On a basic level, Trump is right. He stands now as the presumptive Republican presidential nominee because of millions of the Republican Party’s own voters, and in spite of, almost to a man and woman, the party’s leadership.
Many or most of those who matured under traditional conservative ideas, shaped by opinion-makers and even presidents, have never been able to accept the idea of Trump as the nominee because he gave so little care to what they have considered core to the party’s ideals.
But that’s where Ryan and a handful of other prominent Republicans come in. The speaker’s unusual decision to hedge on his support for Trump at this moment – to declare that earning millions of more votes than any other candidate isn’t enough to earn the support of the Republican speaker of the people’s House – is a move that will be felt for years, perhaps decades.
“This is the party of Lincoln, of Reagan, of Jack Kemp,” Ryan told CNN’s Jake Tapper Thursday. “What a lot of Republicans want to see is that we have a standard bearer that bears our standards.”
Nebraska Sen. Ben Sasse, a freshman Republican who has been compared to Ryan, went even further in a Facebook posting less than 24 hours earlier. Sasse has declared that the conservative thing to do is to reject the Republican nominee and draft a third-party candidate with a commitment to conservative principles.
“This is America. If both choices stink, we reject them and go bigger. That’s what we do,” he wrote. “Remember: our Founders didn’t want entrenched political parties. So why should we accept this terrible choice?”
But the fact that such discussions are even happening marks an extraordinary moment in a country that has seen party ideology defined from the top down for as long as anyone in politics has been alive.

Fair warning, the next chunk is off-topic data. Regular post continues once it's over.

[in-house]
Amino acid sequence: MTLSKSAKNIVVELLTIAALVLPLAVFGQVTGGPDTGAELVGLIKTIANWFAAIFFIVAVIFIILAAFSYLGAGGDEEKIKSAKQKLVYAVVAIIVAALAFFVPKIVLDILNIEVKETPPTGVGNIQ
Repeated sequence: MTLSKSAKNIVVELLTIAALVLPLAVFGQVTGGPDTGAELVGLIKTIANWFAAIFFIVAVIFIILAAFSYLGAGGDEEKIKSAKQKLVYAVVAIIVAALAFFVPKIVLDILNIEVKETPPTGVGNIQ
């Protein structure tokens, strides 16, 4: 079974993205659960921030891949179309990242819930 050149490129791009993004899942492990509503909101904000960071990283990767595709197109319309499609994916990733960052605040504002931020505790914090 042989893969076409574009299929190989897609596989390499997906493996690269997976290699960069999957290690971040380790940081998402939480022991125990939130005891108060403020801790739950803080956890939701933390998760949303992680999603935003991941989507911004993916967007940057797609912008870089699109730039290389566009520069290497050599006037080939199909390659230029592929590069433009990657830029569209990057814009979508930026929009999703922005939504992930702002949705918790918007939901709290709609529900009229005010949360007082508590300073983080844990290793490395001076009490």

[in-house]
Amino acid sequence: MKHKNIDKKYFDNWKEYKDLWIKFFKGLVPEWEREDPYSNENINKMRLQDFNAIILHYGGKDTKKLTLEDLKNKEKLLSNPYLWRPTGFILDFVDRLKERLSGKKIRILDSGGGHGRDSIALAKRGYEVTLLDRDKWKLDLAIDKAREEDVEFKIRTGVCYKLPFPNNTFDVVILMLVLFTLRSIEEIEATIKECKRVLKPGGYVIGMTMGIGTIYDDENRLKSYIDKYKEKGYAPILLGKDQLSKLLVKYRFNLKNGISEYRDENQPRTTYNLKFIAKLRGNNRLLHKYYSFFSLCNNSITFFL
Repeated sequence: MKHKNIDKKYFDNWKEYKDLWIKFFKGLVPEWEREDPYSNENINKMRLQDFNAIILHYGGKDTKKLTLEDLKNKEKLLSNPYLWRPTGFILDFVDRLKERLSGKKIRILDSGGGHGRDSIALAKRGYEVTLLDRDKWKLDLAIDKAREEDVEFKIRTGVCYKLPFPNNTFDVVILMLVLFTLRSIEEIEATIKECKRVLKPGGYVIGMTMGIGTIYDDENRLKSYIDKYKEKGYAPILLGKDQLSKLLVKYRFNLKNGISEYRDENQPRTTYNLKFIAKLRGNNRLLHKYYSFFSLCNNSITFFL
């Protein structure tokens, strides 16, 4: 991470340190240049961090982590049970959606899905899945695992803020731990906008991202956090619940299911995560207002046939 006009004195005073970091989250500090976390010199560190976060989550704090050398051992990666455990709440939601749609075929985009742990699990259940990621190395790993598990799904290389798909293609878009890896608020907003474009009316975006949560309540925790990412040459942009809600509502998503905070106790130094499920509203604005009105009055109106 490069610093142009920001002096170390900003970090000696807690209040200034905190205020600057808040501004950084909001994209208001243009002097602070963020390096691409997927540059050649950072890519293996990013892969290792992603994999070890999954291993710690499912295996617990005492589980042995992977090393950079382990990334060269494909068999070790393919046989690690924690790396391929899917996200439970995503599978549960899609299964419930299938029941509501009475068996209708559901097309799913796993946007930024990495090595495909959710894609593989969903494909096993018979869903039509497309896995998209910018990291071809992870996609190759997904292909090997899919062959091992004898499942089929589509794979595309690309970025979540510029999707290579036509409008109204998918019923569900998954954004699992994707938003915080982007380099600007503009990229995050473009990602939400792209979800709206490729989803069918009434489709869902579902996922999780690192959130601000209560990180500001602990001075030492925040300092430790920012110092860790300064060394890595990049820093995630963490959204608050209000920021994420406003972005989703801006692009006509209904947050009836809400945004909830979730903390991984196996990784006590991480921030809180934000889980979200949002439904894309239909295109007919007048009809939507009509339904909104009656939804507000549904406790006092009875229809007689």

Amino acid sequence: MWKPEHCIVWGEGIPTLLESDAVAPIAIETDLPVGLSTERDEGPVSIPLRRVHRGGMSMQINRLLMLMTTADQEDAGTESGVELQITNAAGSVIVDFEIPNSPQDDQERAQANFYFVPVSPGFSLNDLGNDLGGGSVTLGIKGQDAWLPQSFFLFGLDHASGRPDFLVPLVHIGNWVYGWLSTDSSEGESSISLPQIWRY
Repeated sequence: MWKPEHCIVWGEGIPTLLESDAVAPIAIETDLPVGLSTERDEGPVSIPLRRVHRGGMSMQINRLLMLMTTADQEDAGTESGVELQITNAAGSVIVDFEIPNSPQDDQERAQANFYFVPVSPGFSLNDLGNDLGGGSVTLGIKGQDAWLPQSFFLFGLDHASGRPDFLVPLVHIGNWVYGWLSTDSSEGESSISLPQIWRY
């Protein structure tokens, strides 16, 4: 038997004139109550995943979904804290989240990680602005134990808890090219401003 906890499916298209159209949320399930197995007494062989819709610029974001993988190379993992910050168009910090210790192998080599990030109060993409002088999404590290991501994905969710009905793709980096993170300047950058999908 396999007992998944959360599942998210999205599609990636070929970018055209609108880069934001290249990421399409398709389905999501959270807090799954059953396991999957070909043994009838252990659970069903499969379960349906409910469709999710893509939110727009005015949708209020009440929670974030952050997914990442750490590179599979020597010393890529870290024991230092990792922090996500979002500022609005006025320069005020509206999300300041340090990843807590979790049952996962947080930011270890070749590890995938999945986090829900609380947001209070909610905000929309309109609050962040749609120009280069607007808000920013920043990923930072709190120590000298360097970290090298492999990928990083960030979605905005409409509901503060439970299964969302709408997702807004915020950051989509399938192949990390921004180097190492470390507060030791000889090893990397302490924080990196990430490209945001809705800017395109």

Trump usurped a power structure that has been dominant for at least a century. Even the famously disciplined Republican Party is too shaken to accept that he won, by playing by the rules that Trump has consistently, and accurately, described as rigged in favor of party leaders.
Trump’s candidacy represents a policy threat to what Republicans have stood by for generations. His is a populist and nativist vision, resisting and seeking to reverse what previous Republican presidents have sought to accomplish on trade, taxes, immigration and foreign policy, just for starters.
To their frustration, the election will almost certainly be a choice between two options many conservatives view as simply bad. Many will say it’s a choice they can’t make and, yes, that will hurt Trump in November.
But by seeking to reclaim principles at this political moment, Ryan and some of his allies are seeking to make this election more than a binary choice. That may not be good for the Republican nominee of 2016, but it may be what the Republican Party, and even the two-party system as we know it, needs to survive beyond that.